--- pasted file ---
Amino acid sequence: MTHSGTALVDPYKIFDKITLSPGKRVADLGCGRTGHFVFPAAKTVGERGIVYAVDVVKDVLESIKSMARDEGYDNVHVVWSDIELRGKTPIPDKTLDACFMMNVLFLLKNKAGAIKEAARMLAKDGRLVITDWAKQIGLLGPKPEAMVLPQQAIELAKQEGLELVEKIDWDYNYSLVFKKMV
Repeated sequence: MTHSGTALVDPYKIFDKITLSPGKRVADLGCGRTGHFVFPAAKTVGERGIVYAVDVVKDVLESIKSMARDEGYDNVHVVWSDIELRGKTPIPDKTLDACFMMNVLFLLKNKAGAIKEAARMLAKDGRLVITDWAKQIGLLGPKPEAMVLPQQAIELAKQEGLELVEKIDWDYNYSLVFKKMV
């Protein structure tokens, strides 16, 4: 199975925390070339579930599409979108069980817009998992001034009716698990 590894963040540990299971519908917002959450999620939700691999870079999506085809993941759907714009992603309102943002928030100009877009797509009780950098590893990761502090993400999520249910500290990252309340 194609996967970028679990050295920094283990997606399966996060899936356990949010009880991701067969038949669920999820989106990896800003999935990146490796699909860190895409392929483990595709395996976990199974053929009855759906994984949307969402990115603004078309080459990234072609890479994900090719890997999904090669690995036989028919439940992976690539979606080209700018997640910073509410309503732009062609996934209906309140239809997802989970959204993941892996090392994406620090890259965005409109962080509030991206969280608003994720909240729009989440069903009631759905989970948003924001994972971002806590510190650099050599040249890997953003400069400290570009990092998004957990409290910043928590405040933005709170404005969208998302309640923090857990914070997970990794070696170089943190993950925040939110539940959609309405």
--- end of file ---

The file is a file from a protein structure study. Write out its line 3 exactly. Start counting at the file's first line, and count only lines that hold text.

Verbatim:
């Protein structure tokens, strides 16, 4: 199975925390070339579930599409979108069980817009998992001034009716698990 590894963040540990299971519908917002959450999620939700691999870079999506085809993941759907714009992603309102943002928030100009877009797509009780950098590893990761502090993400999520249910500290990252309340 194609996967970028679990050295920094283990997606399966996060899936356990949010009880991701067969038949669920999820989106990896800003999935990146490796699909860190895409392929483990595709395996976990199974053929009855759906994984949307969402990115603004078309080459990234072609890479994900090719890997999904090669690995036989028919439940992976690539979606080209700018997640910073509410309503732009062609996934209906309140239809997802989970959204993941892996090392994406620090890259965005409109962080509030991206969280608003994720909240729009989440069903009631759905989970948003924001994972971002806590510190650099050599040249890997953003400069400290570009990092998004957990409290910043928590405040933005709170404005969208998302309640923090857990914070997970990794070696170089943190993950925040939110539940959609309405």